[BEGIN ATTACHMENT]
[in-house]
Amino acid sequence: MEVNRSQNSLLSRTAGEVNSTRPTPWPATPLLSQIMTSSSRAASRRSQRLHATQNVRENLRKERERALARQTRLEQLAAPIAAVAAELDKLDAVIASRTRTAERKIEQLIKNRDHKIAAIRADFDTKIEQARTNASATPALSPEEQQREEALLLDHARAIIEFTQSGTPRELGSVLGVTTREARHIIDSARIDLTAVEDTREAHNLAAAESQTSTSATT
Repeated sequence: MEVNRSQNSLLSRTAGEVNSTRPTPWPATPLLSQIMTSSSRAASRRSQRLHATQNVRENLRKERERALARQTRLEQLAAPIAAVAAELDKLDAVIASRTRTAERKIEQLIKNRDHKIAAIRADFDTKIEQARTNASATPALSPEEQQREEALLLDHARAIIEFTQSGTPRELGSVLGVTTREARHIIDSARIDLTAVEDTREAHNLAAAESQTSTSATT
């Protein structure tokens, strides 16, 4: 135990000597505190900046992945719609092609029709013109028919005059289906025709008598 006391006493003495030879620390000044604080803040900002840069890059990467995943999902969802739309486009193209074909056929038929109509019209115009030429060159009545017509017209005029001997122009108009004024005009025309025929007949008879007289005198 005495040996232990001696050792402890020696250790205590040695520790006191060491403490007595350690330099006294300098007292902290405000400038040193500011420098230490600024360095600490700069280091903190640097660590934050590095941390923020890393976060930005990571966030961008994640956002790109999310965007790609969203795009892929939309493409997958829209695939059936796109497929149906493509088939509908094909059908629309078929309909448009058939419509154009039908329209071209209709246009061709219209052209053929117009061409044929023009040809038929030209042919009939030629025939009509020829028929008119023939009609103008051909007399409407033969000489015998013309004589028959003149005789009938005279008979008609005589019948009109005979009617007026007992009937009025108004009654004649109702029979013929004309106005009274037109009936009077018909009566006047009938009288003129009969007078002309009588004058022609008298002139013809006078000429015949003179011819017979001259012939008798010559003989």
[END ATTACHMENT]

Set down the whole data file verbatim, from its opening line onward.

[in-house]
Amino acid sequence: MEVNRSQNSLLSRTAGEVNSTRPTPWPATPLLSQIMTSSSRAASRRSQRLHATQNVRENLRKERERALARQTRLEQLAAPIAAVAAELDKLDAVIASRTRTAERKIEQLIKNRDHKIAAIRADFDTKIEQARTNASATPALSPEEQQREEALLLDHARAIIEFTQSGTPRELGSVLGVTTREARHIIDSARIDLTAVEDTREAHNLAAAESQTSTSATT
Repeated sequence: MEVNRSQNSLLSRTAGEVNSTRPTPWPATPLLSQIMTSSSRAASRRSQRLHATQNVRENLRKERERALARQTRLEQLAAPIAAVAAELDKLDAVIASRTRTAERKIEQLIKNRDHKIAAIRADFDTKIEQARTNASATPALSPEEQQREEALLLDHARAIIEFTQSGTPRELGSVLGVTTREARHIIDSARIDLTAVEDTREAHNLAAAESQTSTSATT
């Protein structure tokens, strides 16, 4: 135990000597505190900046992945719609092609029709013109028919005059289906025709008598 006391006493003495030879620390000044604080803040900002840069890059990467995943999902969802739309486009193209074909056929038929109509019209115009030429060159009545017509017209005029001997122009108009004024005009025309025929007949008879007289005198 005495040996232990001696050792402890020696250790205590040695520790006191060491403490007595350690330099006294300098007292902290405000400038040193500011420098230490600024360095600490700069280091903190640097660590934050590095941390923020890393976060930005990571966030961008994640956002790109999310965007790609969203795009892929939309493409997958829209695939059936796109497929149906493509088939509908094909059908629309078929309909448009058939419509154009039908329209071209209709246009061709219209052209053929117009061409044929023009040809038929030209042919009939030629025939009509020829028929008119023939009609103008051909007399409407033969000489015998013309004589028959003149005789009938005279008979008609005589019948009109005979009617007026007992009937009025108004009654004649109702029979013929004309106005009274037109009936009077018909009566006047009938009288003129009969007078002309009588004058022609008298002139013809006078000429015949003179011819017979001259012939008798010559003989």